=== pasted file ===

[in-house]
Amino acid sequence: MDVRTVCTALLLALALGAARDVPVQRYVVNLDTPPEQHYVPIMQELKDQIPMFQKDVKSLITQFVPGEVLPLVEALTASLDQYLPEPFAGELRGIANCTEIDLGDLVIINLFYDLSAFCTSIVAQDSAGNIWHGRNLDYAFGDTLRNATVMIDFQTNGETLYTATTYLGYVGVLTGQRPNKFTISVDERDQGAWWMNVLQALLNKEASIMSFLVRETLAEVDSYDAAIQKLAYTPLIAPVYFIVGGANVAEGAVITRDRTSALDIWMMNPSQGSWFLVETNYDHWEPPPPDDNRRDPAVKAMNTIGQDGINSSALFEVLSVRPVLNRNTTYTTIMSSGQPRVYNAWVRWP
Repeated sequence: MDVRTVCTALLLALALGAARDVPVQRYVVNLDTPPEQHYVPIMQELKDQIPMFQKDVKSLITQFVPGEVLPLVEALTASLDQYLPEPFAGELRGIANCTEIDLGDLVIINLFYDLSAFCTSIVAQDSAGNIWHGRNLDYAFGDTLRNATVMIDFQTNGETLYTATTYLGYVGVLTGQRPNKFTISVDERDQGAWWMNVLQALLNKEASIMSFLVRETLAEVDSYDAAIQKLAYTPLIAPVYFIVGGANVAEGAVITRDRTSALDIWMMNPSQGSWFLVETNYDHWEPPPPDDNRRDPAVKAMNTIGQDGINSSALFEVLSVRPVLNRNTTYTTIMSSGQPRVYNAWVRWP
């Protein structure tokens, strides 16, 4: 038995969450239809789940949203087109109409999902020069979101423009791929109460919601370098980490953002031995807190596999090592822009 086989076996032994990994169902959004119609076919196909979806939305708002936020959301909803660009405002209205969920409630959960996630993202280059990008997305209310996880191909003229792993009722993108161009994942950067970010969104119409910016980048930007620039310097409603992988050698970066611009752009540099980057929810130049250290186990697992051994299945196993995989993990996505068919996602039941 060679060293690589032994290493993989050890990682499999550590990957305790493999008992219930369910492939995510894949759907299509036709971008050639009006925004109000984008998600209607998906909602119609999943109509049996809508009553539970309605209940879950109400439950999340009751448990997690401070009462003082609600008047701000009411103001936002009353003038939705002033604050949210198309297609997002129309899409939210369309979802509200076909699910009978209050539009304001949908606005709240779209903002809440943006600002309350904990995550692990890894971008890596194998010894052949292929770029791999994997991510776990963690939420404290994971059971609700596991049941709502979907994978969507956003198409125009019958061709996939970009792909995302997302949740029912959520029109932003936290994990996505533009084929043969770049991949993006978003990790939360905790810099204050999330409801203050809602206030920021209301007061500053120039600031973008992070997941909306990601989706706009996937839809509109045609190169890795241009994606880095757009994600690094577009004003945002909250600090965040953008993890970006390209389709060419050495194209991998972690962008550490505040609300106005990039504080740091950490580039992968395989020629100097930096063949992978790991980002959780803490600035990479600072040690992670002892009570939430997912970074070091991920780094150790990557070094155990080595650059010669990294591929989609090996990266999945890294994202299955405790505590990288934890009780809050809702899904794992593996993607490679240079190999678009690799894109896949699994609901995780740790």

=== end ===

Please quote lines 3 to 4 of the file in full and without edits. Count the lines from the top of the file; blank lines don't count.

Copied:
Repeated sequence: MDVRTVCTALLLALALGAARDVPVQRYVVNLDTPPEQHYVPIMQELKDQIPMFQKDVKSLITQFVPGEVLPLVEALTASLDQYLPEPFAGELRGIANCTEIDLGDLVIINLFYDLSAFCTSIVAQDSAGNIWHGRNLDYAFGDTLRNATVMIDFQTNGETLYTATTYLGYVGVLTGQRPNKFTISVDERDQGAWWMNVLQALLNKEASIMSFLVRETLAEVDSYDAAIQKLAYTPLIAPVYFIVGGANVAEGAVITRDRTSALDIWMMNPSQGSWFLVETNYDHWEPPPPDDNRRDPAVKAMNTIGQDGINSSALFEVLSVRPVLNRNTTYTTIMSSGQPRVYNAWVRWP
């Protein structure tokens, strides 16, 4: 038995969450239809789940949203087109109409999902020069979101423009791929109460919601370098980490953002031995807190596999090592822009 086989076996032994990994169902959004119609076919196909979806939305708002936020959301909803660009405002209205969920409630959960996630993202280059990008997305209310996880191909003229792993009722993108161009994942950067970010969104119409910016980048930007620039310097409603992988050698970066611009752009540099980057929810130049250290186990697992051994299945196993995989993990996505068919996602039941 060679060293690589032994290493993989050890990682499999550590990957305790493999008992219930369910492939995510894949759907299509036709971008050639009006925004109000984008998600209607998906909602119609999943109509049996809508009553539970309605209940879950109400439950999340009751448990997690401070009462003082609600008047701000009411103001936002009353003038939705002033604050949210198309297609997002129309899409939210369309979802509200076909699910009978209050539009304001949908606005709240779209903002809440943006600002309350904990995550692990890894971008890596194998010894052949292929770029791999994997991510776990963690939420404290994971059971609700596991049941709502979907994978969507956003198409125009019958061709996939970009792909995302997302949740029912959520029109932003936290994990996505533009084929043969770049991949993006978003990790939360905790810099204050999330409801203050809602206030920021209301007061500053120039600031973008992070997941909306990601989706706009996937839809509109045609190169890795241009994606880095757009994600690094577009004003945002909250600090965040953008993890970006390209389709060419050495194209991998972690962008550490505040609300106005990039504080740091950490580039992968395989020629100097930096063949992978790991980002959780803490600035990479600072040690992670002892009570939430997912970074070091991920780094150790990557070094155990080595650059010669990294591929989609090996990266999945890294994202299955405790505590990288934890009780809050809702899904794992593996993607490679240079190999678009690799894109896949699994609901995780740790």